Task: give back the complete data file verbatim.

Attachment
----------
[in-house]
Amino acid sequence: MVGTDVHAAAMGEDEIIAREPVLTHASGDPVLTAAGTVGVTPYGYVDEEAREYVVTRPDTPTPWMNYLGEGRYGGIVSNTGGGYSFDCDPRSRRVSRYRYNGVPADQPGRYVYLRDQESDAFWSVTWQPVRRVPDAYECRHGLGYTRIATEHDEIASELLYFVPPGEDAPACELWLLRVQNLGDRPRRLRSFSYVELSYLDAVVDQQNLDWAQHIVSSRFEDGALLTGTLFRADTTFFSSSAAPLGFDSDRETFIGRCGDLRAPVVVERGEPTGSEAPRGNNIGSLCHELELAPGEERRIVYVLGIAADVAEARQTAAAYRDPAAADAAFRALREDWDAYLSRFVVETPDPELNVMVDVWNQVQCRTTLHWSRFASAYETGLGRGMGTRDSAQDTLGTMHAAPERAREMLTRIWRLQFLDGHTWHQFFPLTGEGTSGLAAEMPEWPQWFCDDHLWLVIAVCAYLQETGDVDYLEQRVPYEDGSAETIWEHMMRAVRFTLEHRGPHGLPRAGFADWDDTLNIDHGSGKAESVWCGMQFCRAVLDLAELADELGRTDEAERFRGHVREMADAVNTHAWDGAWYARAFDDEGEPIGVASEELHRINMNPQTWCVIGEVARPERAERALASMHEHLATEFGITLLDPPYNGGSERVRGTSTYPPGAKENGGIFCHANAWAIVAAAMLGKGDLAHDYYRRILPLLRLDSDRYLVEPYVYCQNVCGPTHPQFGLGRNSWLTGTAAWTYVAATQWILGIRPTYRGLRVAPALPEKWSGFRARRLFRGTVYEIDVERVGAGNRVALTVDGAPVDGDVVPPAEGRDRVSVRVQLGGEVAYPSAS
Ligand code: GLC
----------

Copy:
[in-house]
Amino acid sequence: MVGTDVHAAAMGEDEIIAREPVLTHASGDPVLTAAGTVGVTPYGYVDEEAREYVVTRPDTPTPWMNYLGEGRYGGIVSNTGGGYSFDCDPRSRRVSRYRYNGVPADQPGRYVYLRDQESDAFWSVTWQPVRRVPDAYECRHGLGYTRIATEHDEIASELLYFVPPGEDAPACELWLLRVQNLGDRPRRLRSFSYVELSYLDAVVDQQNLDWAQHIVSSRFEDGALLTGTLFRADTTFFSSSAAPLGFDSDRETFIGRCGDLRAPVVVERGEPTGSEAPRGNNIGSLCHELELAPGEERRIVYVLGIAADVAEARQTAAAYRDPAAADAAFRALREDWDAYLSRFVVETPDPELNVMVDVWNQVQCRTTLHWSRFASAYETGLGRGMGTRDSAQDTLGTMHAAPERAREMLTRIWRLQFLDGHTWHQFFPLTGEGTSGLAAEMPEWPQWFCDDHLWLVIAVCAYLQETGDVDYLEQRVPYEDGSAETIWEHMMRAVRFTLEHRGPHGLPRAGFADWDDTLNIDHGSGKAESVWCGMQFCRAVLDLAELADELGRTDEAERFRGHVREMADAVNTHAWDGAWYARAFDDEGEPIGVASEELHRINMNPQTWCVIGEVARPERAERALASMHEHLATEFGITLLDPPYNGGSERVRGTSTYPPGAKENGGIFCHANAWAIVAAAMLGKGDLAHDYYRRILPLLRLDSDRYLVEPYVYCQNVCGPTHPQFGLGRNSWLTGTAAWTYVAATQWILGIRPTYRGLRVAPALPEKWSGFRARRLFRGTVYEIDVERVGAGNRVALTVDGAPVDGDVVPPAEGRDRVSVRVQLGGEVAYPSAS
Ligand code: GLC